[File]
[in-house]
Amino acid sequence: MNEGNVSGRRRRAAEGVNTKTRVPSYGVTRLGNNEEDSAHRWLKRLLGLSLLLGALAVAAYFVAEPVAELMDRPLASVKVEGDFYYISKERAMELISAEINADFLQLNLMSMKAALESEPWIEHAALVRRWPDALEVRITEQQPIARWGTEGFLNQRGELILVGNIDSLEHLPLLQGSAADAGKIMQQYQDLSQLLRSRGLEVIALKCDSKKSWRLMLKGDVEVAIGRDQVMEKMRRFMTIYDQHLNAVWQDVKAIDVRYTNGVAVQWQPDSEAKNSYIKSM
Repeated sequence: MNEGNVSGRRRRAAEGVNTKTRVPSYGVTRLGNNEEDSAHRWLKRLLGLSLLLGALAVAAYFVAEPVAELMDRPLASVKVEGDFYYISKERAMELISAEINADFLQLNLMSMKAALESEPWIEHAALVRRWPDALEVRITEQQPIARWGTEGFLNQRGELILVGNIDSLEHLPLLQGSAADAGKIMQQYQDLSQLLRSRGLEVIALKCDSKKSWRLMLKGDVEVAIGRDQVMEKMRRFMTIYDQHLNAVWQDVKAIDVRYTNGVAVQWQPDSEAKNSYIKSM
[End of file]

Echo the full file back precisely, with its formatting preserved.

[in-house]
Amino acid sequence: MNEGNVSGRRRRAAEGVNTKTRVPSYGVTRLGNNEEDSAHRWLKRLLGLSLLLGALAVAAYFVAEPVAELMDRPLASVKVEGDFYYISKERAMELISAEINADFLQLNLMSMKAALESEPWIEHAALVRRWPDALEVRITEQQPIARWGTEGFLNQRGELILVGNIDSLEHLPLLQGSAADAGKIMQQYQDLSQLLRSRGLEVIALKCDSKKSWRLMLKGDVEVAIGRDQVMEKMRRFMTIYDQHLNAVWQDVKAIDVRYTNGVAVQWQPDSEAKNSYIKSM
Repeated sequence: MNEGNVSGRRRRAAEGVNTKTRVPSYGVTRLGNNEEDSAHRWLKRLLGLSLLLGALAVAAYFVAEPVAELMDRPLASVKVEGDFYYISKERAMELISAEINADFLQLNLMSMKAALESEPWIEHAALVRRWPDALEVRITEQQPIARWGTEGFLNQRGELILVGNIDSLEHLPLLQGSAADAGKIMQQYQDLSQLLRSRGLEVIALKCDSKKSWRLMLKGDVEVAIGRDQVMEKMRRFMTIYDQHLNAVWQDVKAIDVRYTNGVAVQWQPDSEAKNSYIKSM